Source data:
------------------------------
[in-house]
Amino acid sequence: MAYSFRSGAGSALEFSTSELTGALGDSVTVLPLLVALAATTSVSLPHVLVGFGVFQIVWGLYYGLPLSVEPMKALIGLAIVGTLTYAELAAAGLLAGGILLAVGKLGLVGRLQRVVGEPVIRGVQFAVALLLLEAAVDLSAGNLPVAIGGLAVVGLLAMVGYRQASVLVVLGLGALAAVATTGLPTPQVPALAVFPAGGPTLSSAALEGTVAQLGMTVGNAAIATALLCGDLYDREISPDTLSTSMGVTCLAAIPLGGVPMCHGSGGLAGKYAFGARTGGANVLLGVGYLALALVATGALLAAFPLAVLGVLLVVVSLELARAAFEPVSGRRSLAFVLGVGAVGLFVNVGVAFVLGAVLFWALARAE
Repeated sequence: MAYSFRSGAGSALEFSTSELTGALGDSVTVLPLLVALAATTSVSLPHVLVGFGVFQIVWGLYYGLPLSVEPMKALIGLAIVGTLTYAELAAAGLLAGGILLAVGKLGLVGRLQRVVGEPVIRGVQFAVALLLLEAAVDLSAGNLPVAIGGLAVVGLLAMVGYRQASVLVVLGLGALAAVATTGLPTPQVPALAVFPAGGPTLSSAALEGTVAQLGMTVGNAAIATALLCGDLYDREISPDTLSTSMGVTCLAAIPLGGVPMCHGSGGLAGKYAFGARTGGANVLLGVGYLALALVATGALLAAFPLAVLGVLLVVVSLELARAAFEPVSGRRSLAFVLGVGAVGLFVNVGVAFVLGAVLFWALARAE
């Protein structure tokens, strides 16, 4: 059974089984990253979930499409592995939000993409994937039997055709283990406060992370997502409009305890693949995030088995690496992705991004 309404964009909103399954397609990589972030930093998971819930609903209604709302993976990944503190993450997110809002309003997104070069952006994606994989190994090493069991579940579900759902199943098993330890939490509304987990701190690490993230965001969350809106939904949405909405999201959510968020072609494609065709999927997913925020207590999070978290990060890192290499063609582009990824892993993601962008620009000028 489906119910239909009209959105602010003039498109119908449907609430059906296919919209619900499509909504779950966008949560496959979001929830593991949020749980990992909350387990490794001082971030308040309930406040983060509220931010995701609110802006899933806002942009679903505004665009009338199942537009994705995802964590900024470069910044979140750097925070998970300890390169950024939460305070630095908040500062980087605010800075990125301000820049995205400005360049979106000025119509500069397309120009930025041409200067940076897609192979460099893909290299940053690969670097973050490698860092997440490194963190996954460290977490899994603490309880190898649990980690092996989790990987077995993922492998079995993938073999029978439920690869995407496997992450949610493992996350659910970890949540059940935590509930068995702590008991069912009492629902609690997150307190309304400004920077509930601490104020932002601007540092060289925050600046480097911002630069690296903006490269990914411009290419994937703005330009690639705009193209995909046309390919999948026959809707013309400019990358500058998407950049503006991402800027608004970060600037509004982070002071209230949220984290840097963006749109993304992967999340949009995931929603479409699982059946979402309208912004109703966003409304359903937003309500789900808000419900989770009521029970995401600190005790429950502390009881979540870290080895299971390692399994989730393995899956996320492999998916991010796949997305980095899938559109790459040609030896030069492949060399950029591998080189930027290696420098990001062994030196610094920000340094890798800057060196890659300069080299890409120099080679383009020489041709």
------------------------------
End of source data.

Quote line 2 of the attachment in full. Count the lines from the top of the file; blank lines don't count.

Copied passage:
Amino acid sequence: MAYSFRSGAGSALEFSTSELTGALGDSVTVLPLLVALAATTSVSLPHVLVGFGVFQIVWGLYYGLPLSVEPMKALIGLAIVGTLTYAELAAAGLLAGGILLAVGKLGLVGRLQRVVGEPVIRGVQFAVALLLLEAAVDLSAGNLPVAIGGLAVVGLLAMVGYRQASVLVVLGLGALAAVATTGLPTPQVPALAVFPAGGPTLSSAALEGTVAQLGMTVGNAAIATALLCGDLYDREISPDTLSTSMGVTCLAAIPLGGVPMCHGSGGLAGKYAFGARTGGANVLLGVGYLALALVATGALLAAFPLAVLGVLLVVVSLELARAAFEPVSGRRSLAFVLGVGAVGLFVNVGVAFVLGAVLFWALARAE